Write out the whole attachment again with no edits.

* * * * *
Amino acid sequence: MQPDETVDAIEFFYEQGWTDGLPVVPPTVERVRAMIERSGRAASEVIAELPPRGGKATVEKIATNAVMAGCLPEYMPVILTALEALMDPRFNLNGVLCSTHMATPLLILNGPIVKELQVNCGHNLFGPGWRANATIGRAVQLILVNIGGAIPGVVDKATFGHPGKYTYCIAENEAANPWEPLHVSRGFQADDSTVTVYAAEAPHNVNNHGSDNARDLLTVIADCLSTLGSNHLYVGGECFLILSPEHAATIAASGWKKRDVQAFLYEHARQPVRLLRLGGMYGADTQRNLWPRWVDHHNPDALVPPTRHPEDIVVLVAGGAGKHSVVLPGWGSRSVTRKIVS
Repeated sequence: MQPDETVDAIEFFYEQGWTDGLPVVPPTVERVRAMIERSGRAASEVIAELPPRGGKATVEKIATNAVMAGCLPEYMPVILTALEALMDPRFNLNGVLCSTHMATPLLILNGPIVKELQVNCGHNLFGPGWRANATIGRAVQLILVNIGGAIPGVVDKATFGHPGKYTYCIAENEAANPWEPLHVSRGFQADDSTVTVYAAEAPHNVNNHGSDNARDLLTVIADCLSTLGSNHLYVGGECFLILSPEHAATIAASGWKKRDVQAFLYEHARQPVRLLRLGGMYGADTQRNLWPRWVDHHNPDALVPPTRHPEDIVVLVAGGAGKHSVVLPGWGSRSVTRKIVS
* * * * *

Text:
Amino acid sequence: MQPDETVDAIEFFYEQGWTDGLPVVPPTVERVRAMIERSGRAASEVIAELPPRGGKATVEKIATNAVMAGCLPEYMPVILTALEALMDPRFNLNGVLCSTHMATPLLILNGPIVKELQVNCGHNLFGPGWRANATIGRAVQLILVNIGGAIPGVVDKATFGHPGKYTYCIAENEAANPWEPLHVSRGFQADDSTVTVYAAEAPHNVNNHGSDNARDLLTVIADCLSTLGSNHLYVGGECFLILSPEHAATIAASGWKKRDVQAFLYEHARQPVRLLRLGGMYGADTQRNLWPRWVDHHNPDALVPPTRHPEDIVVLVAGGAGKHSVVLPGWGSRSVTRKIVS
Repeated sequence: MQPDETVDAIEFFYEQGWTDGLPVVPPTVERVRAMIERSGRAASEVIAELPPRGGKATVEKIATNAVMAGCLPEYMPVILTALEALMDPRFNLNGVLCSTHMATPLLILNGPIVKELQVNCGHNLFGPGWRANATIGRAVQLILVNIGGAIPGVVDKATFGHPGKYTYCIAENEAANPWEPLHVSRGFQADDSTVTVYAAEAPHNVNNHGSDNARDLLTVIADCLSTLGSNHLYVGGECFLILSPEHAATIAASGWKKRDVQAFLYEHARQPVRLLRLGGMYGADTQRNLWPRWVDHHNPDALVPPTRHPEDIVVLVAGGAGKHSVVLPGWGSRSVTRKIVS